Nursing homes are health-care facilities that offer rehabilitation, skilled and long-term care for patients who reside in the facility. Medical records are files kept on each patient and include a variety of information. Some information included in the file is medical history, medication lists, treatments, allergies and personal demographics. Keeping accurate and up-to-date medical records is necessary to run an efficient facility providing patients with the best care possible. Filing medical records properly allows them to be accessed quickly and allows patient information to be available when needed.
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File medical records electronically. Medical records are often kept in both electronic and hard--paper--copy. Electronic filing is possible with the help of computer programs designed to keep accurate medical record files stored electronically using a computer system. Health-care providers can enter information directly into the computer or transcriptionists can be hired to input medical information from a paper file into an electronic file. Medical records filed electronically can have restrictive access set, which means an individual would need the correct password to access the information in the file. Electronic medical records are used in nursing homes allowing various health-care departments and providers to access information when needed.
File hard copies. Nursing homes often utilise paper medical records as well as electronic. Paper files allow for the inclusion of nurses' notes (progress notes regarding a patients condition, treatment and care provided), physician orders, test results and prescriptions. Treatment and medication schedules are included in the paper version of a patient's medical record and can be accessed by nurses and doctors when needed. Medical records can be filed and stored in a room with limited access that allows the information to remain private. Filing paper versions of medical records gives nursing homes a backup system should problems with an electronic filing system occur.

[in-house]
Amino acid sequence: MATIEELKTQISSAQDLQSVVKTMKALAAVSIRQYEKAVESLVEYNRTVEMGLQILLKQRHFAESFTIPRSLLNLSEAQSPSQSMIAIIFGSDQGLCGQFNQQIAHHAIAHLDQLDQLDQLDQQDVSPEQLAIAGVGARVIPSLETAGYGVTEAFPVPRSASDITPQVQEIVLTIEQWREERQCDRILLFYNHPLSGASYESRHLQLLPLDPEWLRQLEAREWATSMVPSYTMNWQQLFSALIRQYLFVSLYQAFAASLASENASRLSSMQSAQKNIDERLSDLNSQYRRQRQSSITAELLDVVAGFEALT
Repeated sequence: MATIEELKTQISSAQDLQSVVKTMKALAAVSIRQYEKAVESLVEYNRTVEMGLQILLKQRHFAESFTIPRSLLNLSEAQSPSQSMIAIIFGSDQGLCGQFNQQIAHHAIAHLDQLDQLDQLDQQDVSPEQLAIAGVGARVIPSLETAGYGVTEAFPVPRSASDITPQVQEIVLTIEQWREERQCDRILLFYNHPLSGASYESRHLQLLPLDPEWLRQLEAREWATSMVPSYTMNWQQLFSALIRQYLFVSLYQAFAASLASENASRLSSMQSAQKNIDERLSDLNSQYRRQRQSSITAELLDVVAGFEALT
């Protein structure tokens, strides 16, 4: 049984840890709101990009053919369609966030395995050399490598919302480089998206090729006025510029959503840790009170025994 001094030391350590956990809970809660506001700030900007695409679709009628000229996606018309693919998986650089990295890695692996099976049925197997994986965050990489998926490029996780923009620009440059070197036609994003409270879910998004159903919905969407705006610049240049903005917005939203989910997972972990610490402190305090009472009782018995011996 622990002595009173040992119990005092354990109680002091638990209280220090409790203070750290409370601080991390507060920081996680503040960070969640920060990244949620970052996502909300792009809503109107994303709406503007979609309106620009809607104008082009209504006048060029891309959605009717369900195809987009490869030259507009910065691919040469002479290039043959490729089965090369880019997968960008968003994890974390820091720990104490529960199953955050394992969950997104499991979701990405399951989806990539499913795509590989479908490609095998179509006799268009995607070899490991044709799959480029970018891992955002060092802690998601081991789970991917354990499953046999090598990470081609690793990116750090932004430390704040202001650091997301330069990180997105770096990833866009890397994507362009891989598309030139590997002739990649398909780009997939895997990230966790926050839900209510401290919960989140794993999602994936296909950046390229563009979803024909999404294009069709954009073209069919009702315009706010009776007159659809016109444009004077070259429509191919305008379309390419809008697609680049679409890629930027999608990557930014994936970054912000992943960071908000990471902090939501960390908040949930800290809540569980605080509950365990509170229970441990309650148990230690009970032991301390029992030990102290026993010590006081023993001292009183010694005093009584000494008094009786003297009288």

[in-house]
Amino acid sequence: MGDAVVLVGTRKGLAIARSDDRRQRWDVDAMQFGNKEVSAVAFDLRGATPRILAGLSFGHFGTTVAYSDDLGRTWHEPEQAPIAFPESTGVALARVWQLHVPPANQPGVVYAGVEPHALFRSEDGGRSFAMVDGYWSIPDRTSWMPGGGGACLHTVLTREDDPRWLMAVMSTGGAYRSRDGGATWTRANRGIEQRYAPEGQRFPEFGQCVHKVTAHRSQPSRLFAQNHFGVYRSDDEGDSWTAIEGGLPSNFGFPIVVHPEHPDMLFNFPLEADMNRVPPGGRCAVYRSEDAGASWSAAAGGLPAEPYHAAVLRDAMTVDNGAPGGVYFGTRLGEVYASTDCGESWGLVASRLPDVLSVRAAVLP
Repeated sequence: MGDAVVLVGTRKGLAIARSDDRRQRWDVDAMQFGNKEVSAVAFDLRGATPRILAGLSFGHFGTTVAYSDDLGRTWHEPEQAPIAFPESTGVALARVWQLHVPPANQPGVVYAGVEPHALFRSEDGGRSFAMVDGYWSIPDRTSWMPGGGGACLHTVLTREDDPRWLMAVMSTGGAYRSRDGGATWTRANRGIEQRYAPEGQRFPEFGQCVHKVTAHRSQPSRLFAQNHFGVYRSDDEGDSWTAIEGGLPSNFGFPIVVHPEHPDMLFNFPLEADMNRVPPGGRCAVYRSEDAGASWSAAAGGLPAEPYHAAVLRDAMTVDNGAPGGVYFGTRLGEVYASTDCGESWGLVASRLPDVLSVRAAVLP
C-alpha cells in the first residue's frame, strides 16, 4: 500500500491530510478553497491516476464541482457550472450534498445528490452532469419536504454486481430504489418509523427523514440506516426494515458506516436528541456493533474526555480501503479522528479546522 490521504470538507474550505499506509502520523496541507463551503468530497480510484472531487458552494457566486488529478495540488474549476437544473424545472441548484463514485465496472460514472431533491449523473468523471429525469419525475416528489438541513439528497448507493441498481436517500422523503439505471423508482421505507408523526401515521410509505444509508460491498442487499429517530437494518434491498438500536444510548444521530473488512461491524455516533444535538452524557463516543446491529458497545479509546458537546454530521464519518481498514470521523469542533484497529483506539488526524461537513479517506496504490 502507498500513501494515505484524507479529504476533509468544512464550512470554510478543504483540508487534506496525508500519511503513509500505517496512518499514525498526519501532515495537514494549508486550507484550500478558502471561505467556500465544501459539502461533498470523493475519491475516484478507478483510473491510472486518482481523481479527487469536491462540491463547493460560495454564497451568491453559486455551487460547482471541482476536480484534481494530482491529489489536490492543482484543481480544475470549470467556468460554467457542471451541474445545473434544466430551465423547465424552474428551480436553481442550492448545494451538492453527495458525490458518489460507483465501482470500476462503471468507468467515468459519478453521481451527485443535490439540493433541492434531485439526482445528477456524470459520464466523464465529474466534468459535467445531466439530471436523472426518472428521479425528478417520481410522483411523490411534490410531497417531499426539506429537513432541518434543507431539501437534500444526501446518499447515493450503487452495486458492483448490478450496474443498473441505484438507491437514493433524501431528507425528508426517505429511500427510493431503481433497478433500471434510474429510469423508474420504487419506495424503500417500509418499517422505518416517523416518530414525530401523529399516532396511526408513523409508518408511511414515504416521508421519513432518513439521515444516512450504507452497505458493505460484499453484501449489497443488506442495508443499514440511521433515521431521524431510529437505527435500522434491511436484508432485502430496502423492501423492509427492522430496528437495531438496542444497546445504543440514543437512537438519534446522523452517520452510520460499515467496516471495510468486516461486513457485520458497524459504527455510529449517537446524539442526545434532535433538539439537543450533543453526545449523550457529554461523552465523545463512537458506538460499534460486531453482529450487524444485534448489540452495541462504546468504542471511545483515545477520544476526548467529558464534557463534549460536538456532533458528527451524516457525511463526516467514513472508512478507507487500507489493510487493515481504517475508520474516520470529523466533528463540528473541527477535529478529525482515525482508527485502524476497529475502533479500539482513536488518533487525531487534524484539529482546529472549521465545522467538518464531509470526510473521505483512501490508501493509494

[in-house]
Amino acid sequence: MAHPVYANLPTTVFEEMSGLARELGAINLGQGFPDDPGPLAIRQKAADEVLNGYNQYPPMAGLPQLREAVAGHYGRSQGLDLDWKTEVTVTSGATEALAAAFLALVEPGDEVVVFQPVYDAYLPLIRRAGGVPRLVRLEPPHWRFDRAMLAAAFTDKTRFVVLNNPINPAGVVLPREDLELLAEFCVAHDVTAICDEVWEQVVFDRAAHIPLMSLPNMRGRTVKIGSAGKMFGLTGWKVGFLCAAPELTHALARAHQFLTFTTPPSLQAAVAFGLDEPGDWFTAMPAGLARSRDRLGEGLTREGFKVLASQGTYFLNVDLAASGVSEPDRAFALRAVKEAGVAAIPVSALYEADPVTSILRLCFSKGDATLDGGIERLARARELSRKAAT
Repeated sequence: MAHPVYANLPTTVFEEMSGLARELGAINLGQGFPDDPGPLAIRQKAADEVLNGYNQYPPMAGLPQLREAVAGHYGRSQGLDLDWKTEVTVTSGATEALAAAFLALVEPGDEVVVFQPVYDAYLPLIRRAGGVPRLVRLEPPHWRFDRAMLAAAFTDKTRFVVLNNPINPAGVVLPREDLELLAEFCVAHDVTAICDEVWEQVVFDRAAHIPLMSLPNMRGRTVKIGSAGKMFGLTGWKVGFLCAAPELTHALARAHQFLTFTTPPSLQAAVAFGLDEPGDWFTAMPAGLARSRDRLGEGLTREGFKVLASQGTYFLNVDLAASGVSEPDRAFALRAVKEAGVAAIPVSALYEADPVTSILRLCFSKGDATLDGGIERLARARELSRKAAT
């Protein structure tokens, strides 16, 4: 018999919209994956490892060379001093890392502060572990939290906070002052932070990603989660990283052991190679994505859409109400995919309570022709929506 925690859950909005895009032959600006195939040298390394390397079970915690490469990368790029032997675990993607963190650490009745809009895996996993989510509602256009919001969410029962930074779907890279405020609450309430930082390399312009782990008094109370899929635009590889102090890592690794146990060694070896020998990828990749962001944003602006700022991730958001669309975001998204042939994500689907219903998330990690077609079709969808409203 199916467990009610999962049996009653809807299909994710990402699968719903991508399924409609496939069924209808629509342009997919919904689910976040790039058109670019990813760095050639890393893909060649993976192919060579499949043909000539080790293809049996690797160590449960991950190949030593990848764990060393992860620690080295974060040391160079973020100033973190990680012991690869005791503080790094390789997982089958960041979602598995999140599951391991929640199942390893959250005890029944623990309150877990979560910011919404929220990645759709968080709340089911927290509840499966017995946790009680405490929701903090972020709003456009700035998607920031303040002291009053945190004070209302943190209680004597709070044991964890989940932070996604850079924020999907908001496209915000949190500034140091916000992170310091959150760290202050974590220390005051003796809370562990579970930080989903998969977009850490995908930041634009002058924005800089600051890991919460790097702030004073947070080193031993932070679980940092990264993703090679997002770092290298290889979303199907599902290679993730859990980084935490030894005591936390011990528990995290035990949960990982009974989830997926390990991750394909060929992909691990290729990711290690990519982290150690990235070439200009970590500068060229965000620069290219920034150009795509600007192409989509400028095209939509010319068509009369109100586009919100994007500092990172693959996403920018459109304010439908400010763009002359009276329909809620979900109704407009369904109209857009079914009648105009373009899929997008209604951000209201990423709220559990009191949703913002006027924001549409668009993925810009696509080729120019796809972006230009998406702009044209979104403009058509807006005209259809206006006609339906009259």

Keep records organised. Organised medical records help nursing homes run efficiently. Nursing homes have the option of filing medical records in a number of ways including by patient name, medical-record number or primary doctor. Filing the medical record hard copies according to the patients' primary doctors allows all of the doctor's patient files to be pulled easily each time the doctor is in-house to perform rounds. Filing medical records by medical-record number helps the billing department, which uses numbers rather than patient names to file claims with insurance companies. After the medical record is no longer needed, file the record in the appropriate place to assure ease of access the next time the file is needed.
Keep medical records available to those who need access. Electronic medical records are available on each computer that shares the correct program allowing access to medical-record files on each patient. Some programs allow multiple computers to access one file simultaneously while others may permit only one computer at a time to view the records, which may help assure the file is kept private. Electronic filing may allow multiple departments--such as a physician and his billing department--to view the file at once.
Hard-copy medical records are available to those in need of the file and can only be seen by those who physically have the file in hand. This simplifies file privacy but may make it difficult if more than one person needs the file at the same time--which may occur during a medical emergency involving these scenarios: the nurse needs the file to copy information to send with the patient to the emergency room, the physician needs the file to see test results and progress notes and the EMS crew needs to view the patient's medical history and medication list.
Access medical records conveniently. Electronic medical records use computer programs that allow various levels of file access. For example, a physician may be granted full access to the medical record by using a special password when logging into the system. Meanwhile, a billing specialist will be issued a password granting access to only the information in the medical file that pertains to insurance and billing matters. Hard-copy records should be stored in a room that is both convenient and has limited access. Door-lock systems that allow entrance only to those who have the proper key card, key fob or numeric password can help assure medical records remain private and secure.
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